I love to cook. If I could have three eight hour jobs a day, one of them would be a Chef. I find great satisfaction in working with ingredients, stirring, and watching people enjoy my food especially when it is my own recipe. Of course, I also love to eat.
Over the holidays I decided to try a new recipe. It was a cranberry cake and even on paper it sounded so delicious it could make you salivate. Alyssa and her best friend Ashley were also here and I asked them to crack the pecans. I usually buy them already shelled, but these were given to me and I didn’t need too many for the cake anyway.
I gathered all the supplies they would need: one bowl for the shells, one bowl for the nuts, a nutcracker and two picks. I showed them how to crack the nut and pick the meat out. They laughed and carried on while doing the nuts and I put the cake together.
Finally the cake was done and the moment of truth had arrived. I was so excited because it smelled and looked beautifully delicious.
I cut everyone a slice of warm cake.
Then I sat down to thoroughly enjoy my slice.
Two chews into the first bite and “Ouch!”
I bit down on a piece of pecan shell. I imagined that was probably just a little piece that snuck into the bowl and then the cake. I took a second bite and “Ouch!” another shell and “Ewwww” what was that taste. Oh gross, what is stuck to my tongue!
The stuff inside the shell and between the meat of the nut is a bitter brown material that sticks to your tongue and won’t come off. I got a paper towel and wiped my tongue.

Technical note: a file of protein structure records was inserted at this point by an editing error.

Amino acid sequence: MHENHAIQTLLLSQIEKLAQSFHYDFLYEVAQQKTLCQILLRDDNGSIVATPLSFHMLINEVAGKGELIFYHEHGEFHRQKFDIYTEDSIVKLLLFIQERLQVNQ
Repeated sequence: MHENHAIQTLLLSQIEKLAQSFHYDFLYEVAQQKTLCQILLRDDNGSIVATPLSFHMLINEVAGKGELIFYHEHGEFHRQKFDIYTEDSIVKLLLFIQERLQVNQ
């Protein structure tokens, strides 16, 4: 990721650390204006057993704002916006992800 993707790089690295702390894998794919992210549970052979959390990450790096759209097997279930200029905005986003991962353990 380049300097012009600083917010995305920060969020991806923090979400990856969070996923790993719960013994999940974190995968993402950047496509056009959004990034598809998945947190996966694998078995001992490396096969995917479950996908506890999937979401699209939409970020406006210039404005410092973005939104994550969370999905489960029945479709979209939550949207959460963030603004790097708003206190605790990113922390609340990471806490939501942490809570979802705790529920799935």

I didn’t panic or get mad. I took a third bite.
OH MY GOODNESS! Huge bitter taste, yucky tongue feeling and so many shells I couldn’t chew it.
“Alyssssssssssssa,” I called from the living room.
She bounced happily into the room with Ashley.
“The pecans you guys did for me were loaded with shell pieces.”
“Well, we couldn’t get all of them,” she said, “and it was the first time I had done that for you.”
“Do you remember that brown stuff in the shell and between the meat? I think you left a bunch of it in there too.”
“Mo-om, I know it wasn’t perfect, but I didn’t think we had to be THAT careful with the shells and the brown stuff,” Alyssa responded a little aggravated that I expected “perfection”.
I thanked her again and they went back to their fun.
I stared at my beautiful cake.
My non-edible cake.
I didn’t have the heart to throw it away for a week. It just sat on the counter looking pretty…good enough to eat.
But then again, “No thank you.”
Now, looking at the pictures, I burst into hysterical laughter at the whole experience. My child is so adorable!